"This is not Halloween!" she says, so angrily and with so much scorn that she's now completely out of her Joan Rivers character. An irate Cher impersonator joins in. Several other celebrity impersonators encircle me, all mad, all screaming. It's starting to get ugly; very, very ugly.
"We take this very seriously and don't want people to make fun of us!" hollers a Carmen Miranda impersonator who says the blond wig I'm wearing discredits not only Austin Powers but also celebrity impersonators in general.
"A real Austin Powers impersonator would never wear a wig like that! I don't think the real Mike Myers would appreciate what you're doing!" the convention's director barks.
Pointing to the faux Joan Rivers and speaking through clenched teeth, the director says, "She spends a lot of money on her outfit." And then she adds the coup de grâce: "As the director of this convention, I'm telling you to take off that wig! I want you to go into the bathroom and take off that wig right now!"
Dropping my half-Chinese Austin Powers accent, I futilely try to defend myself. But what choice do I have? These guys are pros. I'm the idiot for making a poor wig choice, and it certainly doesn't lend credibility that my dreadlocks are stuffed underneath the rug, making Austin Powers look like he has a medium-size brain tumor. My ploy of going undercover at the fourth annual Vegas Celebrity Impersonators Convention has gone wrong, horribly wrong. I've been outed, if you will, as an imposter impersonator!
And it hurts; it really, really hurts!
Let's backtrack to a happier time: I'm at a ranch near Las Vegas for the big, convention-opening barbecue for those who resemble the famous. If this were a party attended by the real celebrities being portrayed, it would be the best ever. Heaping food onto paper plates are the likes of Kenny Rogers, Ozzy Osbourne, Willie Nelson, Snoop Dogg, Prince, and three Shania Twains, as a Britney Spears doppelgänger and Madonna re-create their famous MTV kiss. Seinfeld's Kramer mingles amongst several Marilyn Monroes, a paunchy Ponch from CHiPS, and me, posing undercover as a third-rate Austin Powers. Everyone schmoozes in character.
"SHUT YOUR PIE HOLE!" screams fake Chris Farley, who looks like he's about to pop a facial blood vessel. The Farley impersonator, who works in the mortgage industry, is dead-on. Farley is Farley. He's only been Farley-impersonating for a few months, giving in after years of being told he looks just like the late funnyman.
"I just memorized the few key lines," he confesses, adding in a touching moment of complete fan appreciation, "I'd just like to meet some of his family and tell them I thought he was really funny and a great guy."
Controversy has greatly decreased the number of Michael Jacksons and Martha Stewarts in attendance; strife in a real celebrity's life directly affects the careers of those who impersonate.
"Who's the most famous celebrity impersonator here?" I ask an Elvis impersonator.
"I am!" interrupts Clonan the overactive Conan O'Brien impersonator, shaking his red-haired head. "I got the most TV credits."
He hands me a copy of his résumé, and I question him on his role in the Howard Stern movie Private Parts.
"You know the part where AC/DC is in concert?" he asks, nodding enthusiastically. "I was in the crowd scene!"
He then adds, "I'm going to be on The Tonight Show next Monday!"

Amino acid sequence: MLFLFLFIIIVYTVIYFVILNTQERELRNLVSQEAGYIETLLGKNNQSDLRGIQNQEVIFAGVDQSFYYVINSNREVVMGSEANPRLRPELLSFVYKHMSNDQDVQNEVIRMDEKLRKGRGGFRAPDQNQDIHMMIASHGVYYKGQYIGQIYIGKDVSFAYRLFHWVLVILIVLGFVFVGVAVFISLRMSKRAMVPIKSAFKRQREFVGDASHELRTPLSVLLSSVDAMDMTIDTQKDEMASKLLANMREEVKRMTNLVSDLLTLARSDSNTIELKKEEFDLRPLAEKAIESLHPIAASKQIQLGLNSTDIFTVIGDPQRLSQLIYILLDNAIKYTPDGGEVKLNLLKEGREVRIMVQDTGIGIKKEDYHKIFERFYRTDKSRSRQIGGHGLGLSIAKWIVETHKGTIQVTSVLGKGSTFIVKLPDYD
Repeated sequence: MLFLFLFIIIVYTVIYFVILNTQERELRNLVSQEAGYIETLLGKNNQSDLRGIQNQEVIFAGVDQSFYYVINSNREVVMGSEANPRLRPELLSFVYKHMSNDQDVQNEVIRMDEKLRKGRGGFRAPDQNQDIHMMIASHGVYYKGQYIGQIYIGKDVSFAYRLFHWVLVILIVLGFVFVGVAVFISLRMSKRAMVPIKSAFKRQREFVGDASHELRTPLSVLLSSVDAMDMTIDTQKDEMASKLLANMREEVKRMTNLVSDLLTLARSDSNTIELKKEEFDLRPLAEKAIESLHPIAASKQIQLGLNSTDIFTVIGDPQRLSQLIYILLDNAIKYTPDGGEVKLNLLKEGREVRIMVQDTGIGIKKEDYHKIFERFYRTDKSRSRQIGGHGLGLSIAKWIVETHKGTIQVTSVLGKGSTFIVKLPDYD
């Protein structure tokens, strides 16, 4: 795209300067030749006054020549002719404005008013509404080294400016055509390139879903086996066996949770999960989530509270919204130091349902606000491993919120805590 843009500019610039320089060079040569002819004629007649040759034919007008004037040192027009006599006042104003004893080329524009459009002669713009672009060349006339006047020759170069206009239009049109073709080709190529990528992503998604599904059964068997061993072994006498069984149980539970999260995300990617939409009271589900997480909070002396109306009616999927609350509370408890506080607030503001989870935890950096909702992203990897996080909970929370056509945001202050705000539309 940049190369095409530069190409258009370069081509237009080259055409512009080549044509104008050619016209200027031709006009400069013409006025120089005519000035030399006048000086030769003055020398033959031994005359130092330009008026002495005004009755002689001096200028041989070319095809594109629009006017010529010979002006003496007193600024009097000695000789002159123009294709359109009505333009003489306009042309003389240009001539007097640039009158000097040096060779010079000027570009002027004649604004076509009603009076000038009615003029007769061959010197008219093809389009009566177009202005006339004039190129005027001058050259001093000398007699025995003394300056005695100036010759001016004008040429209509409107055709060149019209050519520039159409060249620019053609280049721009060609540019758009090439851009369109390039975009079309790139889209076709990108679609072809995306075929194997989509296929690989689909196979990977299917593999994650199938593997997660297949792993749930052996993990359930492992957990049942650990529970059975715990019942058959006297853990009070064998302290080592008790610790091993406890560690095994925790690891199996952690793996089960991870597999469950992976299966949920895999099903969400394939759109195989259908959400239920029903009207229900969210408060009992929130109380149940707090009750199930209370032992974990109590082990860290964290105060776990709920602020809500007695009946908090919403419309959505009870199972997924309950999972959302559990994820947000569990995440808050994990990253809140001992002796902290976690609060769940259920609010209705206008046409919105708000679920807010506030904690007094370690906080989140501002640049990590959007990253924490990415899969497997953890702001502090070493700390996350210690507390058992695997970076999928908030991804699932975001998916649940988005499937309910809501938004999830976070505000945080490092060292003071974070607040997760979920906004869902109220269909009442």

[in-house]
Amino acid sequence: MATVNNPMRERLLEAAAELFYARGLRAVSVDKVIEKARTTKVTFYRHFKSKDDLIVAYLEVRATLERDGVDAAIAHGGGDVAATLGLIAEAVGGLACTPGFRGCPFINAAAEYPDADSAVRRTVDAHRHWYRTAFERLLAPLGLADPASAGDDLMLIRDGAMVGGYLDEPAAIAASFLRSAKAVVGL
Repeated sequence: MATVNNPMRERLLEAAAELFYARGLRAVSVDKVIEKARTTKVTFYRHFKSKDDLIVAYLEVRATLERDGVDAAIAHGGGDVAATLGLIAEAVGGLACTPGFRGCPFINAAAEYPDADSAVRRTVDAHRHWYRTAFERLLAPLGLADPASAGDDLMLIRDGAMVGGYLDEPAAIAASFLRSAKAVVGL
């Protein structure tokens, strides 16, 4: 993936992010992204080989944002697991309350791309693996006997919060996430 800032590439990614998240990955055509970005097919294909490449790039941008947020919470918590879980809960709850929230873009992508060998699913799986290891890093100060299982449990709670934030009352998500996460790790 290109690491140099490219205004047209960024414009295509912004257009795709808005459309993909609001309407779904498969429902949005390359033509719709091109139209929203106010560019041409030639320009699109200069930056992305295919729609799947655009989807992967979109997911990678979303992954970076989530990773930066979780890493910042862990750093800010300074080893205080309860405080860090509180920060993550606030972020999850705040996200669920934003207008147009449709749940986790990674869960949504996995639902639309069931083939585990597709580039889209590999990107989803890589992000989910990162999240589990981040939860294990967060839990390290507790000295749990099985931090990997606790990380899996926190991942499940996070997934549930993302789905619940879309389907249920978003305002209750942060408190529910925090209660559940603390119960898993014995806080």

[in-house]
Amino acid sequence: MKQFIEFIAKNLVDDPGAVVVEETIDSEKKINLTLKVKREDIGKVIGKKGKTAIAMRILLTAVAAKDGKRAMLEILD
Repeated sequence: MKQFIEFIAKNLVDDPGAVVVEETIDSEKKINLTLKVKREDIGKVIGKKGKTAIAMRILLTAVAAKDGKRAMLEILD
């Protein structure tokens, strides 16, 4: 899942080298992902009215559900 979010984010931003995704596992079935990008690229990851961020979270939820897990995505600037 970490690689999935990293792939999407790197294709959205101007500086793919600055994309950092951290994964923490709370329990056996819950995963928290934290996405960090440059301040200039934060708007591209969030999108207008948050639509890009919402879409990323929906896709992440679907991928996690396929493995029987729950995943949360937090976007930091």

I ask Clonan, whose day job is in hotel/restaurant management, if he's nervous. "Not at this point in the game," he replies confidently, and with good reason. Rather than being "officially" booked on the program, Clonan plans to get on by sitting in the Tonight Show audience.
"Have you ever met the real Conan O'Brien?"
"He knows who I am," Clonan assures me with the intensity of Rupert Pupkin from The King of Comedy.
Making my way toward the alcohol, I move further into my Austin Powers character (the alcohol helps) and hang with Snoop Dogg, who's been on MTV, being, well, Snoop Dogg. Snoop's cousin/ manager is funny as hell.
"Is that Cher?" he asks, pointing to a 6-foot-3 transvestite Cher.
"That's a man, baby!" I reply in my third-rate Austin Powers accent as a Liz Taylor impersonator points to the back of my head.
"That's Austin Powers with a big brain tumor," she says. "Have you got a big brain tumor, darling?"
"Shag-a-delic, baby, it's malignant!" I slur.
"Hey Tiger," a fake Rodney Dangerfield says to Snoop's cousin, who cracks up at being mistaken as a Tiger Woods impersonator: "He called me Tiger! That's the second time he's done that."
"I'm about ready, man, for a martini," cries a faux Sean Connery, taking me off guard with a thick, East Coast accent. He says he travels the world working at big James Bond events.
"The first job I ever did, I beat up some guy and threw him into Donald Trump's pool," Connery states. "I grew up and became James Bond." He smiles and with a boyish twinkle in his eye adds, "And then, there's the Bond girls!"
The Country Music Channel is working the party, coaxing impersonators in front of its cameras. I decide to use the podium of mock-celebrity to spout my political views, à la Susan Sarandon.
"Who do we have here?" asks the CMC cameraman. "Why, it's Austin Powers!"
"Yeeeeeah baby! It would be really shag-a-delic if we brought our troops home from Iraq! George Bush out of the White House would be simply groooooovy!" I say and, turning the volume up to level 11, proclaim, "Free Mumia, baby!"
Amid stunned silence, the crew immediately turns off the camera lights.
It doesn't go any better with a camera crew that's following around a Madonna impersonator for the real Madonna's Truth or Dare documentary sequel. Jumping in front of the cameras, I act like an Austin Powers impersonator who just can't get his catchphrases right.